In May 2013, the United States District Court for the Eastern District of New York determined that a five-year-old girl was not entitled to a religious exemption for an immunization vaccine based on her mother’s aversion to the toxic chemicals used in vaccines. 
Dina Check, the plaintiff, applied for a preliminary injunction to require the New York City Department of Education, the defendant, to admit her five-year-old daughter to school without the statutorily mandated vaccinations.  The New York State Public Health Law, §2164, requires that all students be immunized before attending “any public, private, or parochial child care center, day nursery, day care agency, nursery school, kindergarten, elementary, intermediate or secondary school.”  The law does provide an exemption for students whose parents object on religious grounds. The courts have generally required that the plaintiff show that his or her beliefs are (1) religious, (2) genuine, and (3) sincere. 
Ms. Check had to demonstrate “(1) irreparable harm and (2) either (a) likelihood of success on the merits or (b) sufficiently serious questions going to the merits to make them a fair ground for litigation and a balance of hardships tipping decidedly toward the party requesting preliminary relief.”  Ms. Check objected only to a portion of Judge Bloom’s report and recommendation, in which the Judge concluded that the plaintiff failed to demonstrate a likelihood of success on the merits.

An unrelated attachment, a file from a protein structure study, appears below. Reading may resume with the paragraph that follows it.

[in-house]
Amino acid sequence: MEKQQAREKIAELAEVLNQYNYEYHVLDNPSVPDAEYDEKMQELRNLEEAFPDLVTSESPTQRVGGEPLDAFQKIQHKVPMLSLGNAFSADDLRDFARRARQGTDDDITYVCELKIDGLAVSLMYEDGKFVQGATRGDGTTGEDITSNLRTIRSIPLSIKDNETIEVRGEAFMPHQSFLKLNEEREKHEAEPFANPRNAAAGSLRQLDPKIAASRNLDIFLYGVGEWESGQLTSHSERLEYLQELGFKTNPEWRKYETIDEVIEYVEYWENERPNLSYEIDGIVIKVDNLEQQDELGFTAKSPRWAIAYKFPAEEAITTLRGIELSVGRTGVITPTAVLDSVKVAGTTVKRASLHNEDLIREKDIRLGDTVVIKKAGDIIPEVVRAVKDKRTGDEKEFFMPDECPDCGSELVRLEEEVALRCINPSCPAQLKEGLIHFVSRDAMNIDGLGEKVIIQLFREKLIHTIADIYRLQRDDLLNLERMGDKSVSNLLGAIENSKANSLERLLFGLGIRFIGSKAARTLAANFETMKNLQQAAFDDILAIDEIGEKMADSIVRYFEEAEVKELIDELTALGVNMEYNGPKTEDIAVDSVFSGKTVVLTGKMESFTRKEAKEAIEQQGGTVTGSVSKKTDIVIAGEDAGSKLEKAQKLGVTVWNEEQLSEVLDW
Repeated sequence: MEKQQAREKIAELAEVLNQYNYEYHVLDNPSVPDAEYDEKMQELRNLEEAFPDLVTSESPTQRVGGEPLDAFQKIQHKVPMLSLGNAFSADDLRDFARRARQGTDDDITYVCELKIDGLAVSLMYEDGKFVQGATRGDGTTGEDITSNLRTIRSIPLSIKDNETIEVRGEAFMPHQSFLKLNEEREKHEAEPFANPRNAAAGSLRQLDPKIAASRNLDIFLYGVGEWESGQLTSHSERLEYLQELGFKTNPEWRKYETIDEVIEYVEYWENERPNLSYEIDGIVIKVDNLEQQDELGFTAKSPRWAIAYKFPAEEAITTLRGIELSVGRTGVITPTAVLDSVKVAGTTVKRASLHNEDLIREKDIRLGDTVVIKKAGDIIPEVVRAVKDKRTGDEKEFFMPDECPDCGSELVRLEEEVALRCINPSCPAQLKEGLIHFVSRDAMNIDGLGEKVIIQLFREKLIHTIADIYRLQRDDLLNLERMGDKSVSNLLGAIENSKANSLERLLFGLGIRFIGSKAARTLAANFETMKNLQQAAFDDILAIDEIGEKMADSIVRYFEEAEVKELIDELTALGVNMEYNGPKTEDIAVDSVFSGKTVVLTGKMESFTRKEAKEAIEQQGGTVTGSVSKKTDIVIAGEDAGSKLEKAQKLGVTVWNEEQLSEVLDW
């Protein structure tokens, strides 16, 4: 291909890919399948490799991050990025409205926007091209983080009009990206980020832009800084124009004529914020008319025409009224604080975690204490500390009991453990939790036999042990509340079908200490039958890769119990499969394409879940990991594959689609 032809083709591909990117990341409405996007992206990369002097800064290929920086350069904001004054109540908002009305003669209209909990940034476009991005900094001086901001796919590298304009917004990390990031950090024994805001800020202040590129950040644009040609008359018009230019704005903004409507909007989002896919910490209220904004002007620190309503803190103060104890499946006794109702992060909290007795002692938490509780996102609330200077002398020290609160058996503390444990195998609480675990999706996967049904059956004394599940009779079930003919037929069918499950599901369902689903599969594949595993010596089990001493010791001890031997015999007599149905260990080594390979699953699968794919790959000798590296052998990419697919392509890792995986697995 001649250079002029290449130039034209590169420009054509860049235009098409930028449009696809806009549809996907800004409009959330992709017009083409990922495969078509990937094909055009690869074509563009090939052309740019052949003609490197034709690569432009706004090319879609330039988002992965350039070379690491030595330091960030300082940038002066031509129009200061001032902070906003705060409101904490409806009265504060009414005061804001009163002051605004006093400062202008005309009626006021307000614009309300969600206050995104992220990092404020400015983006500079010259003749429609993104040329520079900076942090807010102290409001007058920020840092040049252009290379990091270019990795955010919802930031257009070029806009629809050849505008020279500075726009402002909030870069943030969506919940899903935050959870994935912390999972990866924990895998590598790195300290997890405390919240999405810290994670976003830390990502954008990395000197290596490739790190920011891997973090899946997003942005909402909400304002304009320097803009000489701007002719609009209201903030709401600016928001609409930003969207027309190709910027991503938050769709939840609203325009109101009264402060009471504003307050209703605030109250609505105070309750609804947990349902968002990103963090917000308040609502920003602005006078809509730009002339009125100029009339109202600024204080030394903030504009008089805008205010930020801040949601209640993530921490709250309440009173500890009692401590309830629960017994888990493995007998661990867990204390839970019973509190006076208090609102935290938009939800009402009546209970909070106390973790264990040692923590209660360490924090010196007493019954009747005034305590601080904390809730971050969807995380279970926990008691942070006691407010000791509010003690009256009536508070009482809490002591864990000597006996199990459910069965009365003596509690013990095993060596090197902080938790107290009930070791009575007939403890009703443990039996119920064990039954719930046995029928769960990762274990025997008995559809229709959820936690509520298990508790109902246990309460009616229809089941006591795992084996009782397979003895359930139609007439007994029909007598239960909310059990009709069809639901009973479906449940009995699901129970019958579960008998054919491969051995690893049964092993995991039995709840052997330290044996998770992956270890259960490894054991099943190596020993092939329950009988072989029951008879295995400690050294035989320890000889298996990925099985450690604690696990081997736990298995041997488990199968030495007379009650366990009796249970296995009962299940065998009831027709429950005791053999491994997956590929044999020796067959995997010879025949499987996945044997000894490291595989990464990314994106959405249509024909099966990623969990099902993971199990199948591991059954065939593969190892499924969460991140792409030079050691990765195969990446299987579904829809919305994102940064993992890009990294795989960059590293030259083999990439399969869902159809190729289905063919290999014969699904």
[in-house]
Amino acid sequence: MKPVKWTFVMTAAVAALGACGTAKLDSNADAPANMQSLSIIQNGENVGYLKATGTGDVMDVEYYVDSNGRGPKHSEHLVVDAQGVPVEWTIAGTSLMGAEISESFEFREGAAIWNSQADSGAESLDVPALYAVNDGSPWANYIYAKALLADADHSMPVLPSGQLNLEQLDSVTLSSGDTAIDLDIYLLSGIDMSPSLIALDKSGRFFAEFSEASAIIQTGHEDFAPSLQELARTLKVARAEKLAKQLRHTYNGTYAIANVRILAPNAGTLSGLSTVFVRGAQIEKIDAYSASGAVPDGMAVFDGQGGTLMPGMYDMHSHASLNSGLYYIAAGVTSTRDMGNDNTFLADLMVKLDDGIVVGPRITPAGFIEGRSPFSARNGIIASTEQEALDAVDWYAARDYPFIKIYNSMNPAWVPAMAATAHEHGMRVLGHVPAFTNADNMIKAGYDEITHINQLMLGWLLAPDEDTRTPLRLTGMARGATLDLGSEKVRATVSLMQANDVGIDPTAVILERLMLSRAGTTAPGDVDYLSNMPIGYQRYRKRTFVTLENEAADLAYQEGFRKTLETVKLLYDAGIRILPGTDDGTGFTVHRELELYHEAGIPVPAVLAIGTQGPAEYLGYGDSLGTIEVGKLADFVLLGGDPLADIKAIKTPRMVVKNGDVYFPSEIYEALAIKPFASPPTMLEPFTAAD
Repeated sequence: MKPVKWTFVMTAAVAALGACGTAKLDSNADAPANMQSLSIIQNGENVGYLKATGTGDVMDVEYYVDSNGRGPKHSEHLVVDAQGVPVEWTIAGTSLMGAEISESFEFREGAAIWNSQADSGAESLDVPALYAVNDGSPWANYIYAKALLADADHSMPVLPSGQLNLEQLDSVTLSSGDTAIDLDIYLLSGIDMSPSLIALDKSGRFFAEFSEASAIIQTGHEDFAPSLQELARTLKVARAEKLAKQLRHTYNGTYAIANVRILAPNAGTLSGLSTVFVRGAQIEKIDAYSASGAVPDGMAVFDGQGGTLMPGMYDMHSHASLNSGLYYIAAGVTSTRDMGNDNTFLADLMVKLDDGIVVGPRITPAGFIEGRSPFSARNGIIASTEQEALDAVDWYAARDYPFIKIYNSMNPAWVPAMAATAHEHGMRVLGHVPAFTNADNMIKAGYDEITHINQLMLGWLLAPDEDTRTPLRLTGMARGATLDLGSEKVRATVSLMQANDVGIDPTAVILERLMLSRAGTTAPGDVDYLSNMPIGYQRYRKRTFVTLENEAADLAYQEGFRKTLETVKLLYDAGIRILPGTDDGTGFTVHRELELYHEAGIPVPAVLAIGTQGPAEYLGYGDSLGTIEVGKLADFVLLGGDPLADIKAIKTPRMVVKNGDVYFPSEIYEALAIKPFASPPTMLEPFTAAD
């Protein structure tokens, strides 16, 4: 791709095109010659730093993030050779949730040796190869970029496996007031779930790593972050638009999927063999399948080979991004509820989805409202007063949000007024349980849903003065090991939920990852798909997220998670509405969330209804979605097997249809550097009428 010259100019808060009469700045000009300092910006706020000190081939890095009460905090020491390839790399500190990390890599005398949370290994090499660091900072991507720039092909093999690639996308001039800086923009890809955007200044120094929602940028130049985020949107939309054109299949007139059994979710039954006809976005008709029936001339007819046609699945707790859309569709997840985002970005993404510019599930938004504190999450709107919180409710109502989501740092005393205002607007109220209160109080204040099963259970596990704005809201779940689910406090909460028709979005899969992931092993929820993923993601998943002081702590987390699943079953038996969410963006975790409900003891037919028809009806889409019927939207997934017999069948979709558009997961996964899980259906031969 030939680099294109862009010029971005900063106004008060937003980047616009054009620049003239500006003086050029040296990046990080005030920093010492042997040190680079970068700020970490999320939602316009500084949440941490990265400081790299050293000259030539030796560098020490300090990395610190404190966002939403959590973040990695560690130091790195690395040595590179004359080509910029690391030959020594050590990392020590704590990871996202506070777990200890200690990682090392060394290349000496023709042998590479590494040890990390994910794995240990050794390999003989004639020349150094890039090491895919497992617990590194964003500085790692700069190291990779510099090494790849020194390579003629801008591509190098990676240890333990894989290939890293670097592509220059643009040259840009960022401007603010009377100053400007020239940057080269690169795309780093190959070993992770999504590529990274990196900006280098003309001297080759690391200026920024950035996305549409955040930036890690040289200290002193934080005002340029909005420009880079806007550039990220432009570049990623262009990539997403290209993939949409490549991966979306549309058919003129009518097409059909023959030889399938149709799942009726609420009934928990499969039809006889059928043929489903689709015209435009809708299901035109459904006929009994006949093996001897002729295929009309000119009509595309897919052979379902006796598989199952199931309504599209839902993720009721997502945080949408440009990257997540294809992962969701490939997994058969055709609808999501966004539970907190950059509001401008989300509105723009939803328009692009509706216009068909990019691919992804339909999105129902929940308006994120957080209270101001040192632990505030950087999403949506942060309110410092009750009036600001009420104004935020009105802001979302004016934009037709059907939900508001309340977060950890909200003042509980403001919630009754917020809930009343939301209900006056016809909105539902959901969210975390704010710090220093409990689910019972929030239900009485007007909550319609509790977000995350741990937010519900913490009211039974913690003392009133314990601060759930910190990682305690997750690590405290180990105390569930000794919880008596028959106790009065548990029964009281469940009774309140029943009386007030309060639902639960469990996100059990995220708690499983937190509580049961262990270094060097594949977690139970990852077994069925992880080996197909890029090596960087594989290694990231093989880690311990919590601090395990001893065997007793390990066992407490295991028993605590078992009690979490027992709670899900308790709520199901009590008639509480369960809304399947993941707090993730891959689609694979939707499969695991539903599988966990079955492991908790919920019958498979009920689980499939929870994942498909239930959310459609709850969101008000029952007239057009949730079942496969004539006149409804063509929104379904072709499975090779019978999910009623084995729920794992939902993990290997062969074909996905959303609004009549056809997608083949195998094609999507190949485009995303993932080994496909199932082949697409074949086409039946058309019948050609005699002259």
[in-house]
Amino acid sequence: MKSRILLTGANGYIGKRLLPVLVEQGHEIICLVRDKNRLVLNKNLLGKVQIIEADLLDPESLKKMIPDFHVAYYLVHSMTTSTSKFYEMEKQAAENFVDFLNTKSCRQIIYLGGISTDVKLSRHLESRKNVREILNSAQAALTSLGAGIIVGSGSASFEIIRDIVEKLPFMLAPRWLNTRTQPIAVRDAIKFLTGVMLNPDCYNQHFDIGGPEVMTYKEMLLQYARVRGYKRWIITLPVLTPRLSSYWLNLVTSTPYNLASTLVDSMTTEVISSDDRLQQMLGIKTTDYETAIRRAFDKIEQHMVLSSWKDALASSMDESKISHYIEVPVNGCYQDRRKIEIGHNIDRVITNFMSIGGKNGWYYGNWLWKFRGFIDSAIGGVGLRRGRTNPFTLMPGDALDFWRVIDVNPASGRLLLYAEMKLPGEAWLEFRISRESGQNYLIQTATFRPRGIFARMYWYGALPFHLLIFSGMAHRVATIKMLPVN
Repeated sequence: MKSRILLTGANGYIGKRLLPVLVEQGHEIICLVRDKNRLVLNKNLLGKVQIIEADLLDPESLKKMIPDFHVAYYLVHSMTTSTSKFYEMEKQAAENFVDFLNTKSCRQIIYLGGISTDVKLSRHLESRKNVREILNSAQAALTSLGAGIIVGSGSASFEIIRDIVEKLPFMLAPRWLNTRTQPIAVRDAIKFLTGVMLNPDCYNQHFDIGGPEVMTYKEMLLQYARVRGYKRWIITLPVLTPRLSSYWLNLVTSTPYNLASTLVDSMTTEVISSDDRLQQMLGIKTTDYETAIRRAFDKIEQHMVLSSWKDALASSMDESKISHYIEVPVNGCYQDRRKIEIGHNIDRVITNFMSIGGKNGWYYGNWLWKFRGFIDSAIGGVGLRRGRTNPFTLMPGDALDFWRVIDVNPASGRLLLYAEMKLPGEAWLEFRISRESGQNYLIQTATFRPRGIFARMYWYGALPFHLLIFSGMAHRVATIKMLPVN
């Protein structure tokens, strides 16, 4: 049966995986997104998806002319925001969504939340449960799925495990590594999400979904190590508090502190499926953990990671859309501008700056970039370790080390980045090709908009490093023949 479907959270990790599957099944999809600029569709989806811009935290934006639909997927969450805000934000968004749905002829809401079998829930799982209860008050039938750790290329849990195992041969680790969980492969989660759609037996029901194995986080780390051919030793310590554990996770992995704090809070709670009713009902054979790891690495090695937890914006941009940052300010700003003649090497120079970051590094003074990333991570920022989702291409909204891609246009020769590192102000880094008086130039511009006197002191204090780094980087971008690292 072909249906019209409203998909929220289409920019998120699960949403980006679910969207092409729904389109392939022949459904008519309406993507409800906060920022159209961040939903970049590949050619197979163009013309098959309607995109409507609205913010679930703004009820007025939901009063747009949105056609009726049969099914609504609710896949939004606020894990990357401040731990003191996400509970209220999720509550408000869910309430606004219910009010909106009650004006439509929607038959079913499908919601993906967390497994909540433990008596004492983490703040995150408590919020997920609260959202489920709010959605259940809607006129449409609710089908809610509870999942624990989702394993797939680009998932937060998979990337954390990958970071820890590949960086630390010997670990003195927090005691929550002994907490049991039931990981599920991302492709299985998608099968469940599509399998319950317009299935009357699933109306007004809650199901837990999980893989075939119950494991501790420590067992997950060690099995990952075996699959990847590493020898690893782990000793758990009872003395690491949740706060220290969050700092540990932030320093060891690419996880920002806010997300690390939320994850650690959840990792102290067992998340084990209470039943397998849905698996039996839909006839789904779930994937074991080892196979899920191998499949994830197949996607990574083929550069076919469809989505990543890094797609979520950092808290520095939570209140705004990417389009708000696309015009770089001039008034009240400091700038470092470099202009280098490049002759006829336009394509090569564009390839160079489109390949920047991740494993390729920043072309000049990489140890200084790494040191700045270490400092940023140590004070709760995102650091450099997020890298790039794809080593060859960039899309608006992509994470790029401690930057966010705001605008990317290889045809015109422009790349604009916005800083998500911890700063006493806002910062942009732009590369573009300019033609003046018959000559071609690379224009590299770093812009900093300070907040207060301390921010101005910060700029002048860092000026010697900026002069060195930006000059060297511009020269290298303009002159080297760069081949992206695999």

Ms. Check disputed the conclusion that she failed to establish that she was seeking exemption on behalf of her child “on the basis of religious beliefs.”  Ms. Check asserted that her medical concerns about the vaccines were irrelevant as to whether her religious beliefs warranted an exemption.  The District Court agreed with the trial Judge’s memorandum that in light of the plaintiff’s medical concerns, her refusal to vaccinate her child was based on her personal fear for her child’s well-being and not a religious belief.  The Court referenced the plaintiff’s description of the harmful medical effects that she believed the vaccines had on her daughter. 
The Court explained that a plaintiff may be entitled to a religious exemption based partially on his or her religious beliefs, but, in this case, Ms. Check’s testimony emphasized her aversion based on health concerns, not her religious convictions.  The Court reasoned that not every belief held by a religious person is a religious belief.  The District Court held that Ms. Check’s five-year-old was not entitled to a religious exemption and, therefore, denied her application for preliminary injunction. 
 Check ex rel. MC v. N.Y City Dept. of Educ., 2013 WL 2181045 at *1 (E.D.N.Y May 20, 2013).
 Id. at *3.
 Id. at *2.
 Id. at *4.
 Id. at *5.
 Id. at *9.
 Id. at *8.
 Id. at *10.